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Raise Your Cup

San Jose Patients Group nabs cannabis cup award for Indica entry
GOLDEN CHALICE: SJ Patients Group won the Cannabis Cup for its potent Indica strain called Cordero Platinum Kush.

A year and a half ago, the Santa Clara County Special Enforcement Team (SET) raided San Jose Patients Group collective. Agents with search warrants confiscated cash, cannabis, computers and staff cell phones. The dispensary fought back in the courts, and a year later the charges were dropped and the collective's belongings were finally returned.

It was just another example of the ridiculous, taxpayer-funded war on medical marijuana dispensaries that abide by state law.

But last weekend, at the High Times Medical Cannabis Cup in Richmond, the collective got a little redemption when Bee Genovese mentioned the raid as SJ Patients Group accepted an award for first place in the Indica category. The SJ Patients Group employee sympathized with other collectives that have recently been targeted by federal authorities.

"We were unjustly raided," Genovese said. "We went from ground zero to here."

Cordero Kush Platinum brought SJ Patients Group's Indica recognition in the most sought after category. It's a pure OG Kush with trichomes that practically shimmer on the buds, giving the strain its "platinum" title. Cordero refers to the name of its grower.

The heavy Indica is ideal for relieving pain and insomnia, which is why people who truly need cannabis to treat their ailments consider the Cannabis Cup title especially prestigious.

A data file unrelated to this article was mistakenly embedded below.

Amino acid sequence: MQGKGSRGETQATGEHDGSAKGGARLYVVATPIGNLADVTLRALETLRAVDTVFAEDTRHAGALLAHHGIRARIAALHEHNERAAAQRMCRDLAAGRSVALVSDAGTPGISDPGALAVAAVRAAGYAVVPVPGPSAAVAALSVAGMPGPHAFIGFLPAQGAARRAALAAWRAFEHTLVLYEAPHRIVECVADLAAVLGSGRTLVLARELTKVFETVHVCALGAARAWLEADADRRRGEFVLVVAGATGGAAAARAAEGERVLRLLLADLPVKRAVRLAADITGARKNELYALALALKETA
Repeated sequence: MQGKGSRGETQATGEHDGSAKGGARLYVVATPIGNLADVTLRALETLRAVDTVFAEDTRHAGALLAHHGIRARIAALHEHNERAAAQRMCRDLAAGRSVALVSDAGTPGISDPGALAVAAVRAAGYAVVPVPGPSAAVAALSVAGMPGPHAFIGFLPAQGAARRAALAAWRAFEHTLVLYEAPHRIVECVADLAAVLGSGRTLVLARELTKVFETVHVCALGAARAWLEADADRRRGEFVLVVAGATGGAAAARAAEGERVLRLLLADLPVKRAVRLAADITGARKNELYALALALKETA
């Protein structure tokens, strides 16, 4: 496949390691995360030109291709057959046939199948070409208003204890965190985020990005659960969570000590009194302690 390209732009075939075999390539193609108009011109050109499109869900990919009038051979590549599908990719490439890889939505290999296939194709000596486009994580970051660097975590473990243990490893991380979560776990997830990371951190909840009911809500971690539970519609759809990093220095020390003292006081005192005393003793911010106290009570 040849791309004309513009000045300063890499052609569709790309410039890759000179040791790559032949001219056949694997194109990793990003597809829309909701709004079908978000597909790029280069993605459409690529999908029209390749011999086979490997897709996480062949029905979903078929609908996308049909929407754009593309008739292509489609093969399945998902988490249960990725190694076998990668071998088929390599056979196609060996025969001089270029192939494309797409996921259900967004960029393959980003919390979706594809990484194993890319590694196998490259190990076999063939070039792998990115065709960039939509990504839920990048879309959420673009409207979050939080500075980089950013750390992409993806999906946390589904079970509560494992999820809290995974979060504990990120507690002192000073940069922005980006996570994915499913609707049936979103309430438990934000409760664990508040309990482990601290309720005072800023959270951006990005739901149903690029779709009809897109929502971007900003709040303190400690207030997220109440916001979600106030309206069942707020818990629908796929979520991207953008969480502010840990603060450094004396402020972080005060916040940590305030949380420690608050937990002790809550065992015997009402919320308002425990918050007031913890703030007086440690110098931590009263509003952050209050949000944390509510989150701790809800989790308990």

Genovese is excited to be the first dispensary in San Jose to take first place in any category.

"It's like winning the Super Bowl," he said.

Elemental Wellness, Buddy's Cannabis and Harborside Health Center also placed in the competition.

Bud Bill Update

Assemblyman Tom Ammiano pulled AB 2312 last Monday, before it could be voted on by the state Senate. According to Ammiano's senior legislative aide, Curtis Notisseh, the decision to pull the bill was made to buy more time to flesh out the details of a bill that would create a regulatory system for California's massive medical marijuana industry. Ammiano plans to return to the bill after the legislative session adjourns in August.

After narrowly passing through the Assembly in early June, the bill was sent to the Senate's Businesses, Professions and Economic Committee. "We couldn't identify enough support in that committee to move the bill forward," Notisseh said of the decision to drop the bill. Ammiano asked the chair for more time after the committee noted a lack of detail in the bill's language.

Beginning this fall, the bill will go through what is called the sunrise process to identify, among other things, the appropriate form of regulation and which agency should be overseeing the new regulatory system.